Psychology | Anderson & Dill (2000) Storyboard

Psychology | Anderson & Dill (2000) Storyboard
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  • Craig Anderson and Karen Dill wanted to see if people who played violent video games became aggressive themselves.
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  • 210 psychology students were split into 2 groups, then were asked to play either a violent video game (Wolfenstien 3D) or nonviolent video game (Myst) for 30 minutes. They were placed in a cubicle and told to play a video game against an opponent in a separate cubicle when in fact it was empty. 
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  • After 15 minutes, they were asked to play a competitive game involving a reaction test. The person who pressed the button fastest could blast their opponent with a loud noise. The winner could pick the duration of the noise and how loud it was.
  • The longest and loudest blasts of noise were from participants who played the violent video game. Surprisingly, women gave harsher punishments than men.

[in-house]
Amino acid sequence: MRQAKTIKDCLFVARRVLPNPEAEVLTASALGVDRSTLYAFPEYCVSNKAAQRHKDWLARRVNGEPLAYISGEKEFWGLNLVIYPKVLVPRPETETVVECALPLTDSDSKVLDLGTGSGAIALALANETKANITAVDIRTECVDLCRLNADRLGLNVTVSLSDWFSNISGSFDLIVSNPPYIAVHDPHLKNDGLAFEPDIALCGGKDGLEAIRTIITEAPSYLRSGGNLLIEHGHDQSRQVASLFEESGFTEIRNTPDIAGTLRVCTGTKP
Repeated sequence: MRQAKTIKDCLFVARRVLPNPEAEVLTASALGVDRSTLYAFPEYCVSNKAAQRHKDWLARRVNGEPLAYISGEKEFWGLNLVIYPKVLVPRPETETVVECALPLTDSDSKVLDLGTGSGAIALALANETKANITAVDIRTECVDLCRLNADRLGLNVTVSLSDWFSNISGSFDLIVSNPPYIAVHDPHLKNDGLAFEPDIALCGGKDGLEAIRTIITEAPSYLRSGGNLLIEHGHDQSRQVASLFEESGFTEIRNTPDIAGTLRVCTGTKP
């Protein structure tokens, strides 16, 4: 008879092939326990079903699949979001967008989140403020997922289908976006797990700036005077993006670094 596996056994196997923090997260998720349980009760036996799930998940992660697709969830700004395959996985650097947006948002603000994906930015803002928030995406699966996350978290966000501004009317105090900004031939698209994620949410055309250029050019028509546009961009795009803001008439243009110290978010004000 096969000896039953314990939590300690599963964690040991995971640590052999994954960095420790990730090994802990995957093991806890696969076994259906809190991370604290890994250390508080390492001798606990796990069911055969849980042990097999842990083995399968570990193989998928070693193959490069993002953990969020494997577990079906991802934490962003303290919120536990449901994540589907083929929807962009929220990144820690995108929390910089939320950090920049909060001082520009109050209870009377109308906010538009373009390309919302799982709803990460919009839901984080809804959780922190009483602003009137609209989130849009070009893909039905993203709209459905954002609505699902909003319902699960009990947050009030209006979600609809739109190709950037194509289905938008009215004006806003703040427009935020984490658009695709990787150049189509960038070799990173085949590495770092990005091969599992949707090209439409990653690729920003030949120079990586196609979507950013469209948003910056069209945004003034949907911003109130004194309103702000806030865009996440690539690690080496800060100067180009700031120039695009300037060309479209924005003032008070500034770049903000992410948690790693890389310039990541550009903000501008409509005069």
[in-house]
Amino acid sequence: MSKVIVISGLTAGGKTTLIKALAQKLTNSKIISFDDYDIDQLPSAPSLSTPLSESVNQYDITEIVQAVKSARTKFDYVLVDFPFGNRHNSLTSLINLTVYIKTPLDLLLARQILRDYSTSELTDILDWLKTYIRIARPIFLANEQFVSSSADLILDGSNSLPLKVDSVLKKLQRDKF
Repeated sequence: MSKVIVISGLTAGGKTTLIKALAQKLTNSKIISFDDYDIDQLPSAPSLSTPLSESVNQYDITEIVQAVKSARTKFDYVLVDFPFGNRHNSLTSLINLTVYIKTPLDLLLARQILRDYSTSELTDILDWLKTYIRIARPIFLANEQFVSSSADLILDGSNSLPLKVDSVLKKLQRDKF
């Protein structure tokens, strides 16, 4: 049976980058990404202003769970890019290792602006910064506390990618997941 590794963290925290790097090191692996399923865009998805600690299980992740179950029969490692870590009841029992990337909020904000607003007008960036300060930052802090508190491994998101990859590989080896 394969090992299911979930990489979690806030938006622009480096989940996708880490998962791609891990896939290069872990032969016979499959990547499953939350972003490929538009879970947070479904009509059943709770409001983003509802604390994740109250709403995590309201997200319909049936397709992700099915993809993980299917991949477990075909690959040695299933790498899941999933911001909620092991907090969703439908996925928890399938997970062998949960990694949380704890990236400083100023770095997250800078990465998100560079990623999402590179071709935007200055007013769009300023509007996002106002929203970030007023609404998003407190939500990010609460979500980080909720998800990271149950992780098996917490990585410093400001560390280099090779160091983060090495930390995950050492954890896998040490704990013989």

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  • Anderson and Dill concluded that playing the violent video game increased the level of aggression in participants. They also believed that it could make them think aggressively, and that long-term exposure to these games could result in permanently aggressive thoughts and behaviour.
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  • Pros: • The researchers had a lot of control over the participant and their experiences, making the results reliable. • The findings can be applied to real life. Cons: • Particpants could have guessed the aim of the study. • The participantsmay not have acted naturally, as they knew they were being watched. • The study violated several ethical guidelines.
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